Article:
The AMWU has welcomed Labor’s comprehensive skills and training strategy to boost apprentice recruitment and encourage employers to take on workers most affected by the shake-up to manufacturing industry.
The centerpiece of Labor’s policy is to put $285 million into reviving the popular Tools for Your Trade initiative which was axed by the Coalition in 2014.
When added to guaranteed funds for TAFE and a $10 million a year boost for Group Training Companies to assist employers hire new apprentices, Labor would help claw back the devastating decline in apprentice numbers under the Coalition.
Apprenticeships and traineeship numbers have fallen 40 per cent in the past four years, a drop of 122,000 places.
“The AMWU has persistently pushed for the political parties to meet our national skills crisis and only one side has listened,” said AMWU President, Andrew Dettmer.
“More young apprentices than ever are dropping out because the financial pressure from very low wages is just too much, with the Coalition’s Trade Support Loans worsening this by throwing thousands of them deeply into debt.
“Tools for Your Trade can mean all the difference between having to drop out and emerging with a trade qualification.”
The Tools for Your Trade program builds on Labor’s election pledge to create 2600 new jobs for apprentices by setting aside one in every ten positions on new Federal Government infrastructure projects.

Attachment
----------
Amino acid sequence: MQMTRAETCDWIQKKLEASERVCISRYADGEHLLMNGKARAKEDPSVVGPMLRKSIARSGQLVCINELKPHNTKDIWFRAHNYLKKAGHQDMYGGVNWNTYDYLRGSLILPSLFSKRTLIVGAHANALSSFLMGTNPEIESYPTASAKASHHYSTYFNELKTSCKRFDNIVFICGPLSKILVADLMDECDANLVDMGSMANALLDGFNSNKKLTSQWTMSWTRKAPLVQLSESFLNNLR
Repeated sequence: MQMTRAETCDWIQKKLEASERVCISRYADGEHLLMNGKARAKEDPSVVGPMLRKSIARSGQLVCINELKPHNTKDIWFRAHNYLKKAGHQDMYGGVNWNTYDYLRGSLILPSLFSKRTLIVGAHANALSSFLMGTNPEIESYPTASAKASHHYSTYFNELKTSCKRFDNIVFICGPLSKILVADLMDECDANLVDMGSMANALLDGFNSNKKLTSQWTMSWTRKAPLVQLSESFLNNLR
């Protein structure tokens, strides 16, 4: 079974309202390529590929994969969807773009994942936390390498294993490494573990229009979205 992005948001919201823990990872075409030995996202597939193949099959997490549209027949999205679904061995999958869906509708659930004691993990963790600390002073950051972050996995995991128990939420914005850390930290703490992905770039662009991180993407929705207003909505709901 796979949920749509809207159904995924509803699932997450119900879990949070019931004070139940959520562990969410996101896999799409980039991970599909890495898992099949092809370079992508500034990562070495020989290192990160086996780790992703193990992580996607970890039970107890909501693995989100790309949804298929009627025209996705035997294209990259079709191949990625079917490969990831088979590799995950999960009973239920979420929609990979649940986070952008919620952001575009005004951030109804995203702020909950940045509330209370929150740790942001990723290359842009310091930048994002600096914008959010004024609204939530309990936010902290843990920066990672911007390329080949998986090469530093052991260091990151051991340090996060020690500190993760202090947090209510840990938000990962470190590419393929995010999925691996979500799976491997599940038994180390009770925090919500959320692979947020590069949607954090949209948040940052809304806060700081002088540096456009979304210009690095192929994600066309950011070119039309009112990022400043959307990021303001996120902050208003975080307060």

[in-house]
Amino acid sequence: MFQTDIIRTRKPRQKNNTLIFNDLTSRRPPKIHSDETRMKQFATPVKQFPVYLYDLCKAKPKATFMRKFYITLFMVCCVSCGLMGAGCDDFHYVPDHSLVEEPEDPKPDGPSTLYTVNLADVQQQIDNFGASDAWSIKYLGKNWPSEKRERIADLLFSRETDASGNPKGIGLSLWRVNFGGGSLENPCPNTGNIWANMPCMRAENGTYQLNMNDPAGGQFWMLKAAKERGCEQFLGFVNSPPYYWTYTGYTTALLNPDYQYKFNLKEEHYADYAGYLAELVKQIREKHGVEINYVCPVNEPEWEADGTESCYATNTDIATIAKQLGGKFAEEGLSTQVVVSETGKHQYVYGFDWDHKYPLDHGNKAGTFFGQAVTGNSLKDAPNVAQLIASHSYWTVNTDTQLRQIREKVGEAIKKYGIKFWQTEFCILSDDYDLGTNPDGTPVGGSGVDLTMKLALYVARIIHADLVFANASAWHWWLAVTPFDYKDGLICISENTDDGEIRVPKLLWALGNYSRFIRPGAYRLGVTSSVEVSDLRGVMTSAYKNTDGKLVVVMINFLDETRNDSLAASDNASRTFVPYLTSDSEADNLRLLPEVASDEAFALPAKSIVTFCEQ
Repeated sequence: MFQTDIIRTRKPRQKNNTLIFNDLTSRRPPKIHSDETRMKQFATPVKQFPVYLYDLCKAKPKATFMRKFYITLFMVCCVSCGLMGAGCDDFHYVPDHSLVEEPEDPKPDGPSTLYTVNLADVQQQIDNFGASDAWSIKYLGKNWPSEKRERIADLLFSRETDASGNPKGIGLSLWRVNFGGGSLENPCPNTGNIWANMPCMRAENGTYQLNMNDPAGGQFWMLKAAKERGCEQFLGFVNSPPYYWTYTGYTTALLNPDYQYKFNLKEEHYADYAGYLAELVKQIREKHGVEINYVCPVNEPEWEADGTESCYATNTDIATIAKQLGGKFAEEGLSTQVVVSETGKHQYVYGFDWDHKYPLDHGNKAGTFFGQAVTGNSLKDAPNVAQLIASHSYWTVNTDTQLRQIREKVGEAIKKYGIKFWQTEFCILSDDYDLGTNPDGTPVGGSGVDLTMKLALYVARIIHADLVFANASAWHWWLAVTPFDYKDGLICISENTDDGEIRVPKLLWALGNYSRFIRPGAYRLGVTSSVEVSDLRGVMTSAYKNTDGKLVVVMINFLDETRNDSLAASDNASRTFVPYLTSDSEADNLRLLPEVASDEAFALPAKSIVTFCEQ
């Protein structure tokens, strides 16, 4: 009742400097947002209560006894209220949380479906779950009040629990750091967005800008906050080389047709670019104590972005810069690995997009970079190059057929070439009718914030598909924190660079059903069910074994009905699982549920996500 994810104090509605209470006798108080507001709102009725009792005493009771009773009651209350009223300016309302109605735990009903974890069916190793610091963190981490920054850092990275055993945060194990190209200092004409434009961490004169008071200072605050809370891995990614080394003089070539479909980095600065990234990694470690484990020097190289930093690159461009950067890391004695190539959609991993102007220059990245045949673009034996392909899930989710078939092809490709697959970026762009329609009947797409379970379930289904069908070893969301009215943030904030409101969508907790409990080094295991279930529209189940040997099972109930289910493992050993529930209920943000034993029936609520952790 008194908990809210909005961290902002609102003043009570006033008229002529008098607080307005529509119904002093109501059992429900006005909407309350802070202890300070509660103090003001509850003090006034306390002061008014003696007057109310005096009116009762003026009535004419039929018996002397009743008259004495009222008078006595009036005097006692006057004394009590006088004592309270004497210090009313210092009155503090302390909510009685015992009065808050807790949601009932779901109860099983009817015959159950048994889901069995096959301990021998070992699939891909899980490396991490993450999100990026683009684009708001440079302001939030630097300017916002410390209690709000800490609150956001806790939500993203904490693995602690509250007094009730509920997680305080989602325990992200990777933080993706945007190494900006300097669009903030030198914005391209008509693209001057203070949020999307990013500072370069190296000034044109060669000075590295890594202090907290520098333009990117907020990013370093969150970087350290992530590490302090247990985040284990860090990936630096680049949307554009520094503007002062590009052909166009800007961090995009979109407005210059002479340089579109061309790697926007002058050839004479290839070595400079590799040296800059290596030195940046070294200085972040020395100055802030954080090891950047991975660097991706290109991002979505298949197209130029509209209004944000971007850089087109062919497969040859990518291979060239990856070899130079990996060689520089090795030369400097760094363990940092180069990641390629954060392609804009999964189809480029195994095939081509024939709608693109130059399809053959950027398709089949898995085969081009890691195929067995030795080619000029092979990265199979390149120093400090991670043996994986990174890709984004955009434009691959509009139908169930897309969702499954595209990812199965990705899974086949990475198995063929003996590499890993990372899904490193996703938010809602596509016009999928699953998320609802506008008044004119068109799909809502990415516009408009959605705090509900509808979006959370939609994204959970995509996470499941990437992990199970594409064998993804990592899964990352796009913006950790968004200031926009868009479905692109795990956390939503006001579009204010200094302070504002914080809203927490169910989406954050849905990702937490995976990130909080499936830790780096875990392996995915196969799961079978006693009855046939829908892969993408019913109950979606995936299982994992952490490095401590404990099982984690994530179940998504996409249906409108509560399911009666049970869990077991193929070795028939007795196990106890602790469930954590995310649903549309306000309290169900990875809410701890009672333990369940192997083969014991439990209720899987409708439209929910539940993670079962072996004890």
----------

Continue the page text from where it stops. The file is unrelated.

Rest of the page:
Reaching out to workers: Opposition Leader Bill Shorten visited an Adelaide rail site to outline his plans for a better future for workers in protecting penalty rates, Medicare and boosting apprentice numbers and rights.
The AMWU has also succeeded in persuading labor to appoint a national Apprentice Advocate, to guarantee apprentices get the right entitlements and are better protected from bullying.
The policies go with Labor’s new Apprentice Ready scheme unveiled by opposition Leader Bill Shorten, which creates 10,000 pre-apprenticeship places in required trades for young, unemployed people using TAFE as the trusted cornerstone of the training system.
This contrasted with the Coalition “PaTH” solution to offer young, unemployed people internships on wages of $4 an hour.
An extra 5000 places will be created under a pilot program to help retrenched workers return to the workforce by formal Skills Recognition through matching their skills to relevant traineeships, apprenticeships or emerging occupations.
“As manufacturing transitions out of car making, Labor is the only party to come up with a viable, multi-pronged plan to ease the way into new jobs for thousands of workers facing displacement,” Mr Dettmer said.
“It relies on restoring the place of TAFE as the prime provider of quality training for both mature workers and apprentices within the training system, which the Coalition has stripped of funds.”
Mr Dettmer said the AMWU would like to see both major parties commit to TAFE getting a guaranteed 70 per cent of the national training budget, the best way it could recover from years of savage cuts by the Coalition at state and federal level.